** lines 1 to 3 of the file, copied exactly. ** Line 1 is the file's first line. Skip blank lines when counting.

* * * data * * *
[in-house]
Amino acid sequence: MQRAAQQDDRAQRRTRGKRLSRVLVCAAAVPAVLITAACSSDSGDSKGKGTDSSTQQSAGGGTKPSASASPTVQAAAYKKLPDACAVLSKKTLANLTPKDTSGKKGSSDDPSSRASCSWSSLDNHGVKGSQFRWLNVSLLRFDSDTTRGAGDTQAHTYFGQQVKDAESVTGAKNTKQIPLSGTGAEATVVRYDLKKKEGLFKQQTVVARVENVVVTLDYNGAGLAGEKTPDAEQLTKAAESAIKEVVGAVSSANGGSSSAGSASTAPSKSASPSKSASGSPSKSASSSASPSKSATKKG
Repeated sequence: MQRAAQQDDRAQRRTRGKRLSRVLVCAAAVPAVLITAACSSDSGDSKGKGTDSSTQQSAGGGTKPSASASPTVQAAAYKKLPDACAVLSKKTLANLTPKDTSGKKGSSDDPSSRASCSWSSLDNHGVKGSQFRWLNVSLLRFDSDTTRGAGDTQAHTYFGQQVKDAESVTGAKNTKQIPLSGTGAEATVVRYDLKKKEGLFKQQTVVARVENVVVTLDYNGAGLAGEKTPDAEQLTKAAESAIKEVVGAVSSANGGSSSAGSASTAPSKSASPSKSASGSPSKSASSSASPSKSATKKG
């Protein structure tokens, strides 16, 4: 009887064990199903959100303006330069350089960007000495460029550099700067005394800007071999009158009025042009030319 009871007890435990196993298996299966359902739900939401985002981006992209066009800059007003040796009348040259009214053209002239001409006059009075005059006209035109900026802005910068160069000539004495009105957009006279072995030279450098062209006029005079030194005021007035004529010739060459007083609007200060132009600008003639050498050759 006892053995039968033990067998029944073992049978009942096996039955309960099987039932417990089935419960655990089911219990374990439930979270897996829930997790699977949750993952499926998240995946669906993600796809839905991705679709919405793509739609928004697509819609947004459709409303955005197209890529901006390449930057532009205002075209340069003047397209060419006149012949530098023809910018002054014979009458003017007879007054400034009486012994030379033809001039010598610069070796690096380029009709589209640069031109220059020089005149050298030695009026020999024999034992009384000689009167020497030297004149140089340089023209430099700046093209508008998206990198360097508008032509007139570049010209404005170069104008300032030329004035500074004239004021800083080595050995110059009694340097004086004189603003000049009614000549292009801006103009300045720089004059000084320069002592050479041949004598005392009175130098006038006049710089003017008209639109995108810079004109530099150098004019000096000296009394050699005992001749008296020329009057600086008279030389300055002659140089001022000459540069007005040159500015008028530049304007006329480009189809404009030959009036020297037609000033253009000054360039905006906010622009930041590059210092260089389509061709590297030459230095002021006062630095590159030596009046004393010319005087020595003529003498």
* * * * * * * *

[in-house]
Amino acid sequence: MQRAAQQDDRAQRRTRGKRLSRVLVCAAAVPAVLITAACSSDSGDSKGKGTDSSTQQSAGGGTKPSASASPTVQAAAYKKLPDACAVLSKKTLANLTPKDTSGKKGSSDDPSSRASCSWSSLDNHGVKGSQFRWLNVSLLRFDSDTTRGAGDTQAHTYFGQQVKDAESVTGAKNTKQIPLSGTGAEATVVRYDLKKKEGLFKQQTVVARVENVVVTLDYNGAGLAGEKTPDAEQLTKAAESAIKEVVGAVSSANGGSSSAGSASTAPSKSASPSKSASGSPSKSASSSASPSKSATKKG
Repeated sequence: MQRAAQQDDRAQRRTRGKRLSRVLVCAAAVPAVLITAACSSDSGDSKGKGTDSSTQQSAGGGTKPSASASPTVQAAAYKKLPDACAVLSKKTLANLTPKDTSGKKGSSDDPSSRASCSWSSLDNHGVKGSQFRWLNVSLLRFDSDTTRGAGDTQAHTYFGQQVKDAESVTGAKNTKQIPLSGTGAEATVVRYDLKKKEGLFKQQTVVARVENVVVTLDYNGAGLAGEKTPDAEQLTKAAESAIKEVVGAVSSANGGSSSAGSASTAPSKSASPSKSASGSPSKSASSSASPSKSATKKG